Natives and Immigrants – How can the improvement of “digital literacy” be actioned

Smailes, Joanne (2014) Natives and Immigrants – How can the improvement of “digital literacy” be actioned. In: 19th Annual SEDA Conference - Staff and Educational Development Association, 13-14 November 2014, Learning and Conference Centre Nottingham.

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Abstract

Research is now beginning to question a number of the assumptions in regard to technology within learning, teaching and assessment. Ferreira (2012) observes the desire students place on face to face interaction with peers and lecturers as a contradiction to the current use of educational technologies. (Calvani et al., 2012) study of 14-16 year olds noted that although they illustrate high levels of technical competence they illustrate a distinct lack of higher order application of technology increasingly labelled as “digital literacy”.

Digital Natives and Immigrants, terms established by (Prensky, 2001) are comparative terms which could be generally applied to faculty and students in respect to learning and teaching technology. The terms can also be viewed as slightly divisive as natives are assumed to possess advanced digital fluency. Are faculty, who would mostly be defined as digital immigrants, any less digitally fluent?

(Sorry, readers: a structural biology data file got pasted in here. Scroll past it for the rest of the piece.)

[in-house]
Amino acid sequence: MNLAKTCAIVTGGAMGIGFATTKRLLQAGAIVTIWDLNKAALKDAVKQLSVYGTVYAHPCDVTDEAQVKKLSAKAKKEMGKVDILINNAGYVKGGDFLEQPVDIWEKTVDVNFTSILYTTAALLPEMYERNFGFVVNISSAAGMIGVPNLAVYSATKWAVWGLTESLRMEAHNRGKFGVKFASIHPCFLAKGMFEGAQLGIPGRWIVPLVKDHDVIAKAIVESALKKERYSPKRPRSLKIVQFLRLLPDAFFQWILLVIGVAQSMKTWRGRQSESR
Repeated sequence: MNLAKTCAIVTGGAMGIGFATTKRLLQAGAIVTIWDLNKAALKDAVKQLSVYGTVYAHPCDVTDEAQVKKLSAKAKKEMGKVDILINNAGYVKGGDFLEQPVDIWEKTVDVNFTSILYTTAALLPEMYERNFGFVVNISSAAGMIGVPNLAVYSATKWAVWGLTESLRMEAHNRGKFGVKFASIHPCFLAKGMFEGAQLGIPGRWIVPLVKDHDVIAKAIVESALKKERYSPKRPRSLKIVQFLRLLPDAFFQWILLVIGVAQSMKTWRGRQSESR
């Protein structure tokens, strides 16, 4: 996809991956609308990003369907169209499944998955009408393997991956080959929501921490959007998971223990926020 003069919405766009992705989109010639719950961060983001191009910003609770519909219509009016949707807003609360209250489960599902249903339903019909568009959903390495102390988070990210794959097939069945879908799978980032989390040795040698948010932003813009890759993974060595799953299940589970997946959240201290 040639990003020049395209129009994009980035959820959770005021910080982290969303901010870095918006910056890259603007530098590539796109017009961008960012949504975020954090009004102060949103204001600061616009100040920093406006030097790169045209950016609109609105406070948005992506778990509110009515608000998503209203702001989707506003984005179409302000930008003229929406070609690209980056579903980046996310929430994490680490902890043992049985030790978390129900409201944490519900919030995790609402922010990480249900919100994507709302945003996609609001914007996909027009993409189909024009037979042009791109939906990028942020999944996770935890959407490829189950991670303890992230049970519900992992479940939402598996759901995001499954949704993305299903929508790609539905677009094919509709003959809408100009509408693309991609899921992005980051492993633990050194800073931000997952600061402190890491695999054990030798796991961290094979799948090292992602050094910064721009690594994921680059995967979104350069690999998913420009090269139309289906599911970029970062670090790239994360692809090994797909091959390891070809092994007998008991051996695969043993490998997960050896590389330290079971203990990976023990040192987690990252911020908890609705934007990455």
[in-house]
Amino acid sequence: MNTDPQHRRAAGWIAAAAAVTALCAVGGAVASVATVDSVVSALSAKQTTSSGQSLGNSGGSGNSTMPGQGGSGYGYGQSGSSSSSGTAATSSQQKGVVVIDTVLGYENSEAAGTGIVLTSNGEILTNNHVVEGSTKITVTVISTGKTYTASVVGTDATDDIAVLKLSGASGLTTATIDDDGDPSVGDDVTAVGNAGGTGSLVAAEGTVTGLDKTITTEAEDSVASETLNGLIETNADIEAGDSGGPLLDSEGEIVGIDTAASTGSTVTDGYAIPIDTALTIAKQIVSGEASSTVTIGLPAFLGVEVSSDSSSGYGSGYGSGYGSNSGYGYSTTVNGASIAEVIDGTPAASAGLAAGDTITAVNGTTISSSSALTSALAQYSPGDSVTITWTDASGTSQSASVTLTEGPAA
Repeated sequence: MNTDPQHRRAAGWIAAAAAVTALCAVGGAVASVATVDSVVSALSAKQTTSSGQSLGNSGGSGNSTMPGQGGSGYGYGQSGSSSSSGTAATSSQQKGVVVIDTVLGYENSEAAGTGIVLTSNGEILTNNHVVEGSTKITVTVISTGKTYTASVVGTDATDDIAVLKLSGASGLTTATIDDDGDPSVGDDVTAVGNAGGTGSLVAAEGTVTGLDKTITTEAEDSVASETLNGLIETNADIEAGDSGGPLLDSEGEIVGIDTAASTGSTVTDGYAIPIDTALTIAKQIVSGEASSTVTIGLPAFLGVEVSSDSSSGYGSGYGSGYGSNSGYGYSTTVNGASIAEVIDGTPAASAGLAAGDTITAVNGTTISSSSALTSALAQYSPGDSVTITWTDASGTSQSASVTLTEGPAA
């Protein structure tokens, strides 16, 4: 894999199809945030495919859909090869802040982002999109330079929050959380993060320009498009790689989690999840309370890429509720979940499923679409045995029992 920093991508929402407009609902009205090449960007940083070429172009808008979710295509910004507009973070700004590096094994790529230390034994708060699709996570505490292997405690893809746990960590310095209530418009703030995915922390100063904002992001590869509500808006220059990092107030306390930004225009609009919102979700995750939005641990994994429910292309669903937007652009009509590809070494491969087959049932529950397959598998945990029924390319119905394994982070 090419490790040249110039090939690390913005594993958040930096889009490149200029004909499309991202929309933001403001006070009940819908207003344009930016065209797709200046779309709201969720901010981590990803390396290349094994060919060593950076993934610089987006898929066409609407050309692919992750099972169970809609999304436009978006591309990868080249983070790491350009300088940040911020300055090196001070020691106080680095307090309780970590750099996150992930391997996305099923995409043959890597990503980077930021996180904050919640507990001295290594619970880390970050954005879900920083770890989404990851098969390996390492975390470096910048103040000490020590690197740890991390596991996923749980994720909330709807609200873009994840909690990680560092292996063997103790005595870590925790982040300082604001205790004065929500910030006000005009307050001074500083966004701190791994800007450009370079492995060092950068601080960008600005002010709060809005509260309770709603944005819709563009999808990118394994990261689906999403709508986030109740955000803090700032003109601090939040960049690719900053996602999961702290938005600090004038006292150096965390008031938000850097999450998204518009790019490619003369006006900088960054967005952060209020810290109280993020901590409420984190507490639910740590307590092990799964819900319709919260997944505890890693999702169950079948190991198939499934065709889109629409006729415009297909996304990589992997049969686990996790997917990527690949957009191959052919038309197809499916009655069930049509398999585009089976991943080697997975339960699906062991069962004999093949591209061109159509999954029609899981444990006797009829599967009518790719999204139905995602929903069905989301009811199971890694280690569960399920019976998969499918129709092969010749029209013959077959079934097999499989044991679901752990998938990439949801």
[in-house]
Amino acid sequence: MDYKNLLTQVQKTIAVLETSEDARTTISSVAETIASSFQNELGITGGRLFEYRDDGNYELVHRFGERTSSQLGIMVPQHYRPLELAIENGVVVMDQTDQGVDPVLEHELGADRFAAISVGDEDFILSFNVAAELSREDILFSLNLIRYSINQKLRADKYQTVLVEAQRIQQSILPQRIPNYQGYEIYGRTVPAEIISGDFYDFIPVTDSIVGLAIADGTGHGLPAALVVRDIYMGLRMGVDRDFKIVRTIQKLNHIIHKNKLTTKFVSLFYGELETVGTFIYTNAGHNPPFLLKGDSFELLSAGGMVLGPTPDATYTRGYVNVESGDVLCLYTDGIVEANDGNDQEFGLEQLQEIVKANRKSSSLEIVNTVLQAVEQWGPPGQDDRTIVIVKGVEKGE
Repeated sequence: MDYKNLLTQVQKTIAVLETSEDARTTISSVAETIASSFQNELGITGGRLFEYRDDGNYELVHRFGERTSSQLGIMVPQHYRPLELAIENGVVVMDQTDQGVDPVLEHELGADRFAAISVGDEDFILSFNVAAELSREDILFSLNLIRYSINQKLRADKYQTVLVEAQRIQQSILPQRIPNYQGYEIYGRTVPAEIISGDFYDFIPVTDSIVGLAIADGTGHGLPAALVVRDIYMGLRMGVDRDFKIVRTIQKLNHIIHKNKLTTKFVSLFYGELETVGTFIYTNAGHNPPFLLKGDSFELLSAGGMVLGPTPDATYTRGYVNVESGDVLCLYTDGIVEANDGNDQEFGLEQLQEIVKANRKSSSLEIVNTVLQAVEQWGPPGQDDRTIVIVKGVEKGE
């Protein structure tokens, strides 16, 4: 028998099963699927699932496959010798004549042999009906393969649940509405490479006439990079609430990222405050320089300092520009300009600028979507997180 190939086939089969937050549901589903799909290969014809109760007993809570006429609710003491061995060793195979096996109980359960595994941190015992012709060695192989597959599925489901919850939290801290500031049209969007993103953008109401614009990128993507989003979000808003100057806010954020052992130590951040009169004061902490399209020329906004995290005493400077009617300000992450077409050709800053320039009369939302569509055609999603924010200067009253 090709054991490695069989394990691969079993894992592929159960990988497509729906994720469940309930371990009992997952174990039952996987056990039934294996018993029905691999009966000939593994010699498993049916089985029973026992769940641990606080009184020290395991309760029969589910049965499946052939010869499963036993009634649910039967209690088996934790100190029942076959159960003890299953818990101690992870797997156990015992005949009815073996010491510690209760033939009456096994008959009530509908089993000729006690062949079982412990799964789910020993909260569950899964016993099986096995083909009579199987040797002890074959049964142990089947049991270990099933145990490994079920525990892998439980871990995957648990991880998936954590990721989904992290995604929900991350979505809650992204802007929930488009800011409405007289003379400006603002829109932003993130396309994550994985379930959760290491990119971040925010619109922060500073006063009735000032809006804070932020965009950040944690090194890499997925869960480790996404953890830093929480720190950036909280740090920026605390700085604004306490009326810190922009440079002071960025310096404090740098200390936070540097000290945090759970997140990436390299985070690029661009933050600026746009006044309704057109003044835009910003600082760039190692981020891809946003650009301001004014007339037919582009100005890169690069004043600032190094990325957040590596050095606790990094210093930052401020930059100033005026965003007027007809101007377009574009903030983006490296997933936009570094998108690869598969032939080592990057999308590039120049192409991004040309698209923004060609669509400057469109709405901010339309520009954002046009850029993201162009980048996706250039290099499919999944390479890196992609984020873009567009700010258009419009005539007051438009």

As the conference introduction suggests, technology is now at the heart of teaching and learning rather than supplemental. However, is technology establishing a new educational paradigm or simply replicating established methods? For example, (Lameras et al., 2012) remarks on the lack of research which coherently brings together technology with learning. (Davies, 2011) defines three levels of technology/digital literacy, the third of which is defined as Phronesis – an ability to best use technology according to a situation even if this includes not actually using technology.

This interactive workshop will explore the interrelated dilemmas that the use of technology in teaching and learning presents and its implications for academic development. JISC (2014) highlight that discussion surrounding “digital literacy” needs to take place, the workshop discussion will be guided by existing frameworks of digital literacy and primary research conducted by the presenter (JISC, 2014); (Hobbs, 2010).

Item Type: Conference or Workshop Item (Other)
Subjects: X300 Academic studies in Education
Department: Faculties > Business and Law > Newcastle Business School > Business and Management
Related URLs:
Depositing User: Joanne Smailes
Date Deposited: 04 Dec 2014 12:12
Last Modified: 10 Aug 2015 10:55
URI: http://nrl.northumbria.ac.uk/id/eprint/18380

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